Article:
Conservation Voters of Pennsylvania helped support historic victories in Chester County this election cycle, making an investment of more than $250,000 to propel a slate of environmental champions to municipal, judicial, and county offices.

These financial resources – the most spent by any issue organization in county elections this year – allowed CVPA to place canvassers in Chester County, send out targeted mailers and launch a strategic digital advertising campaign to reach pro-environment residents who don’t normally vote in municipal elections.

Environmental candidates Josh Maxwell and Marian Moskowitz were elected Chester County commissioners – marking the first time since the Civil War that Democrats will control county government.  Over 20 CVPA-endorsed candidates were elected to township boards of supervisors.  Several CVPA-supported judges also won election.

“We are inspired that so many Conservation Voters of PA supporters were deeply invested in our Chester County election efforts this year,” said Executive Director Josh McNeil. “The resources we devoted were greater than any other issue organization in the state and will have a meaningful impact on Chester County’s environment for years to come.”

Conservation Voters of PA focused its get out the vote efforts on knocking on more than 50,000 doors, sending mailers to over 30,000 voters, and supporting robust digital advertising featuring a video ad that achieved over 136,000 full views and a display ad that achieved over 72,000 impressions.  

“Chester County residents are the most pro-environment of any community in the state,” McNeil said. “Conservation Voters of Pennsylvania worked hard to empower these voters to elect candidates whose priorities match their values of preserving open space, supporting clean energy solutions, and rejecting pollution.”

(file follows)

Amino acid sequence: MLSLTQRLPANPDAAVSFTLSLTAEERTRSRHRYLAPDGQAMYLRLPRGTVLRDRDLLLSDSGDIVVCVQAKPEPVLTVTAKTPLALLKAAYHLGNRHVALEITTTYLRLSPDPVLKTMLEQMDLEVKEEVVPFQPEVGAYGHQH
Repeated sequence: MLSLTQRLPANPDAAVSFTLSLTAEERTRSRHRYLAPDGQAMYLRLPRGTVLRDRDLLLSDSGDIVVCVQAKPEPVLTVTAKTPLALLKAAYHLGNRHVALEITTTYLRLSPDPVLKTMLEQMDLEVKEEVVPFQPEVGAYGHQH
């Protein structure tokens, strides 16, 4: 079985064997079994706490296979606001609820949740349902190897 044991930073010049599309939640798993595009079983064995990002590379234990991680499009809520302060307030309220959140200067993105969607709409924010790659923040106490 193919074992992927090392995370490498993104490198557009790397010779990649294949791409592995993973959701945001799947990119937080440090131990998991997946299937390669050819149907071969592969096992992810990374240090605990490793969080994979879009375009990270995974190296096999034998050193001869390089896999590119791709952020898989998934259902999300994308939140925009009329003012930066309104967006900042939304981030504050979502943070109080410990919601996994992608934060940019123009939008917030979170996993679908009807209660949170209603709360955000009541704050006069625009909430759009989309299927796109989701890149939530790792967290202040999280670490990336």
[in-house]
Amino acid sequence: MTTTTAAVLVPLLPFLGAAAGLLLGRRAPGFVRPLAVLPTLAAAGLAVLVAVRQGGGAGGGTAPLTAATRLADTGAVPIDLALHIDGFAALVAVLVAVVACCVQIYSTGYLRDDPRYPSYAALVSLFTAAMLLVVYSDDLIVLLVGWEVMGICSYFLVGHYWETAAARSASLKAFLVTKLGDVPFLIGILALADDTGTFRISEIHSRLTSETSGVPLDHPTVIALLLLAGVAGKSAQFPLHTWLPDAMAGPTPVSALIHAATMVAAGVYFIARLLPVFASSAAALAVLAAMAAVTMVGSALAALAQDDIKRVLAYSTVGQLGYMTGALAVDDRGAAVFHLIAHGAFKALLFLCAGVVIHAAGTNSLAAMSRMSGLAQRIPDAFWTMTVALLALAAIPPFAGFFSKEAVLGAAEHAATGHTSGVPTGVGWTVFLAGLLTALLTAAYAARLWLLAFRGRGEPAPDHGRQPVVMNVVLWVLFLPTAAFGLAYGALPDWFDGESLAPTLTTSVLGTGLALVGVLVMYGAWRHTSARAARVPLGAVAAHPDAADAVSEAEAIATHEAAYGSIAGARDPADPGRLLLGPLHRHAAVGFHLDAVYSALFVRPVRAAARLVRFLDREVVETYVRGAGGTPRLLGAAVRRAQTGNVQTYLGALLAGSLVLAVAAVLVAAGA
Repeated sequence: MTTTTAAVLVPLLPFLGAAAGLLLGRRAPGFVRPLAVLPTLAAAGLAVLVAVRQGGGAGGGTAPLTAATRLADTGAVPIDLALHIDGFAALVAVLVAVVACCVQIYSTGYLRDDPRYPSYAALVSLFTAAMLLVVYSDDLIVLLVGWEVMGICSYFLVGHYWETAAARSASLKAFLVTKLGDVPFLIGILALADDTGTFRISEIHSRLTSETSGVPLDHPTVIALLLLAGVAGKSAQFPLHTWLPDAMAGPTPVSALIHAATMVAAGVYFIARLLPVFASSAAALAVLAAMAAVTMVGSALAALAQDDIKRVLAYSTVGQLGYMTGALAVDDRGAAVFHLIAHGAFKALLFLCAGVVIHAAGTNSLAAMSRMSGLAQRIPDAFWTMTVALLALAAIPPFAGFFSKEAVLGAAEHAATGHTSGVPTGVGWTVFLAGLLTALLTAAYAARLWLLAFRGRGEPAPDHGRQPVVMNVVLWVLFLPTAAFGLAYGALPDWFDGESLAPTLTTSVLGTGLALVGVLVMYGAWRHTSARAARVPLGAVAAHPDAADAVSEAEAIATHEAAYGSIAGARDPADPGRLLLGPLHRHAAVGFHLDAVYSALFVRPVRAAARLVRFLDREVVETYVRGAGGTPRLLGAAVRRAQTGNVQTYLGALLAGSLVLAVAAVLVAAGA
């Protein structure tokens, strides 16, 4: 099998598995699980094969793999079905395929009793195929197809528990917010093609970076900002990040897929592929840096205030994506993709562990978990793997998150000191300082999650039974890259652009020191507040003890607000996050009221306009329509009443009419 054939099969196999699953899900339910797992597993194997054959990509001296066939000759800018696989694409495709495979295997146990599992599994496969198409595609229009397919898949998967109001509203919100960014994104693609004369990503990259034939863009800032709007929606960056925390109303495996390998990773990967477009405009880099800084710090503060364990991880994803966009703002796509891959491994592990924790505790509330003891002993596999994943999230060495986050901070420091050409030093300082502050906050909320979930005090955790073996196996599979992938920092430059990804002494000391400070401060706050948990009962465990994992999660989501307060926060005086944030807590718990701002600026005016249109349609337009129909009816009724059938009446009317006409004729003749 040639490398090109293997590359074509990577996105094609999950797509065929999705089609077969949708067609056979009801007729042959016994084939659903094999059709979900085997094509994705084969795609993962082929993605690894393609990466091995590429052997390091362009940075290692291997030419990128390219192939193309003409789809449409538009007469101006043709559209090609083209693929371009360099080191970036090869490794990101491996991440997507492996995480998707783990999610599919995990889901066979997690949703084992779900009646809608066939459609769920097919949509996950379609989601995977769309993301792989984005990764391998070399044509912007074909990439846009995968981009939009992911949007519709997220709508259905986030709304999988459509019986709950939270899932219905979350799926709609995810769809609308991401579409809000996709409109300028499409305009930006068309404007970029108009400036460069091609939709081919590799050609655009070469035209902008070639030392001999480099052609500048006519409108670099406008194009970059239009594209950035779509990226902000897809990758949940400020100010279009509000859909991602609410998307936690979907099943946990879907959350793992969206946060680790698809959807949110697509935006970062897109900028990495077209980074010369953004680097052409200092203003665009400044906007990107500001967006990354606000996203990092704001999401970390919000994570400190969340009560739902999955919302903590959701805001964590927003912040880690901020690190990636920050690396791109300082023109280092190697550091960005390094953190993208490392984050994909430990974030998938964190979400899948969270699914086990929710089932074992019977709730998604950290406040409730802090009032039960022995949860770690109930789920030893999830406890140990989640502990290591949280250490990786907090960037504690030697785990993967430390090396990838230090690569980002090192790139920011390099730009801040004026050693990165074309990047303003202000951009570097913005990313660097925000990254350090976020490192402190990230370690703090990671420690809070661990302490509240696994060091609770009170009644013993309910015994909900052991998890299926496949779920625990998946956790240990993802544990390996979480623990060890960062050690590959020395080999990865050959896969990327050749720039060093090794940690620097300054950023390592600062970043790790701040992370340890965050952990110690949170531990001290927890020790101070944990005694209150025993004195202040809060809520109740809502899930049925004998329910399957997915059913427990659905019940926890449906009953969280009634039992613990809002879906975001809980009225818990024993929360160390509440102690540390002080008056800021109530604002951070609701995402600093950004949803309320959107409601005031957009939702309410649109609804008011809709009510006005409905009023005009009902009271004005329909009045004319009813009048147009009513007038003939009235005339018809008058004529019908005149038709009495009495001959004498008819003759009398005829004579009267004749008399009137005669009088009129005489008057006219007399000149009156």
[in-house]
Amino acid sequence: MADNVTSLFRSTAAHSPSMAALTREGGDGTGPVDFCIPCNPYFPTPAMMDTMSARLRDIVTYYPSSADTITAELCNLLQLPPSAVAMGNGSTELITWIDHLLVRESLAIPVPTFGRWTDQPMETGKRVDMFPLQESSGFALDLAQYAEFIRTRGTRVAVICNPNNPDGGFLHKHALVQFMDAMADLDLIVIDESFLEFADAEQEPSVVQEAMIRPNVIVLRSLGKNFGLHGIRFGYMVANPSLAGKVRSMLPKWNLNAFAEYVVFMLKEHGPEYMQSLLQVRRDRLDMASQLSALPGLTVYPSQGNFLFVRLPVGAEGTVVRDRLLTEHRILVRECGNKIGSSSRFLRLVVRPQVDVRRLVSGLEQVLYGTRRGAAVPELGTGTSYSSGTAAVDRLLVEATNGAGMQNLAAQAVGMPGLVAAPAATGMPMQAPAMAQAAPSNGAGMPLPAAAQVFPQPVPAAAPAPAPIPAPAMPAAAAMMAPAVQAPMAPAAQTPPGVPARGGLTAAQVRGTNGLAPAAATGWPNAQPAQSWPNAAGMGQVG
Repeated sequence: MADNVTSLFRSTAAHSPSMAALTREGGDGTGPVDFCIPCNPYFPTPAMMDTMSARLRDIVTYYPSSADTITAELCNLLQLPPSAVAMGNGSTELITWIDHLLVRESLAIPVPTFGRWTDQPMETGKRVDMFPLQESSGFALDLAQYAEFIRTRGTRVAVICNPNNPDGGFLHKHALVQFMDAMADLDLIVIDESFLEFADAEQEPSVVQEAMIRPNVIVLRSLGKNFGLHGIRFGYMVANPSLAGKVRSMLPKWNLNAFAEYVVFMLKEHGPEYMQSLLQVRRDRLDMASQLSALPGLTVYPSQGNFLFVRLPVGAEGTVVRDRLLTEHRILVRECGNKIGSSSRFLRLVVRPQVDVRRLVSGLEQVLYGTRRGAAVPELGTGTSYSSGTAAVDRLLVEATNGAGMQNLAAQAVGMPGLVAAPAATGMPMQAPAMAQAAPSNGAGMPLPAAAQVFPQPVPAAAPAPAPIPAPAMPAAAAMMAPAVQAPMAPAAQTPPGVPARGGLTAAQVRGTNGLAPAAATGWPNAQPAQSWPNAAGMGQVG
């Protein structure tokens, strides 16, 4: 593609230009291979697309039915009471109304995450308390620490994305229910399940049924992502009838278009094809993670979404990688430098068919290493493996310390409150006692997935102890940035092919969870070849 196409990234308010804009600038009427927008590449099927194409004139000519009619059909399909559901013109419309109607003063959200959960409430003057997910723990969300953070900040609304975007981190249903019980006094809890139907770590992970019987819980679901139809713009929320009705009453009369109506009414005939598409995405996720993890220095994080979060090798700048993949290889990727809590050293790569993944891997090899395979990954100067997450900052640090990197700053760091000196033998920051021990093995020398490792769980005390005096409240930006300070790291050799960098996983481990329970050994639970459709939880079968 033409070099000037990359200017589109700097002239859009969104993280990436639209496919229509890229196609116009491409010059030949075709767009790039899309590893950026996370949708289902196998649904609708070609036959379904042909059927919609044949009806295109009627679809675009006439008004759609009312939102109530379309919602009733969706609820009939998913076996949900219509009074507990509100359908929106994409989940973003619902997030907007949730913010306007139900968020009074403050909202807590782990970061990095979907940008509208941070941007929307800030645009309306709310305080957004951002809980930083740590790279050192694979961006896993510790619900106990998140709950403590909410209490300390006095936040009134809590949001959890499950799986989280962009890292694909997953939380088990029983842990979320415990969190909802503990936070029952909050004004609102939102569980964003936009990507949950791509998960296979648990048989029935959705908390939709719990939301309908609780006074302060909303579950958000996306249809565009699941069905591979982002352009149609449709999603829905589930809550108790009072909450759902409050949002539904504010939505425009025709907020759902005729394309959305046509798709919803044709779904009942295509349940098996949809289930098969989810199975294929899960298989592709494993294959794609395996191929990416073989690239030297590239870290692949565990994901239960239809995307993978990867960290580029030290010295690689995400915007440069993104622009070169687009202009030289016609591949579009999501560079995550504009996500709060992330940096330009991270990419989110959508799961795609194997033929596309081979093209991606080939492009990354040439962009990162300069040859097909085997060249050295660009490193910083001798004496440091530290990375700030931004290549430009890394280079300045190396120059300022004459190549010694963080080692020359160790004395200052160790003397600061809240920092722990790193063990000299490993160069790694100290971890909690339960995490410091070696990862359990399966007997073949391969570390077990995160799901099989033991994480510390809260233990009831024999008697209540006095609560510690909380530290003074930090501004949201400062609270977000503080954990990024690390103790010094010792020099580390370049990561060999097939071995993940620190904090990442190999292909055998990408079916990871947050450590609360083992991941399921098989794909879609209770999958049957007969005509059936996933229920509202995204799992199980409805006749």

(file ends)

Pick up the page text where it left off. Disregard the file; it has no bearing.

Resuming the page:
CVPA supported candidates committed to curbing the growth of the fossil fuel industry and halting the proliferation of pipelines threatening Chester County communities, as well as supporting the expansion of renewable energy and mass transit.

Commissioner-elect Maxwell campaigned on a platform that included working towards a clean energy grid for the county, working with the state legislature to strengthen environmental regulations and oversight, and educating local municipalities regarding zoning and ordinances that could be proactive in alleviating pipeline safety concerns. He also advocated for increased rail service as well as more bike paths and trails.

Commissioner-elect Moskowitz campaigned on establishing a taskforce to encourage renewable solutions that would decrease dependence on fossil fuels, installing solar fields and wind farms on county-owned property, and prioritizing protecting air, open space, and water.  Moskowitz has been instrumental in working to deliver regional rail to Phoenixville, which will take cars off the road and reduce sprawl.

Together, they will be able to appoint members to key boards, including the SEPTA Board and the Delaware Valley Regional Planning Commission, and can help set a new environmental agenda for the region.

“Southeastern Pennsylvania should be a leader in pursuing a pro-environment agenda in Pennsylvania,” McNeil said. “These historic victories will enable the whole region to chart a new course on environmental sustainability, transit expansion and clean energy.”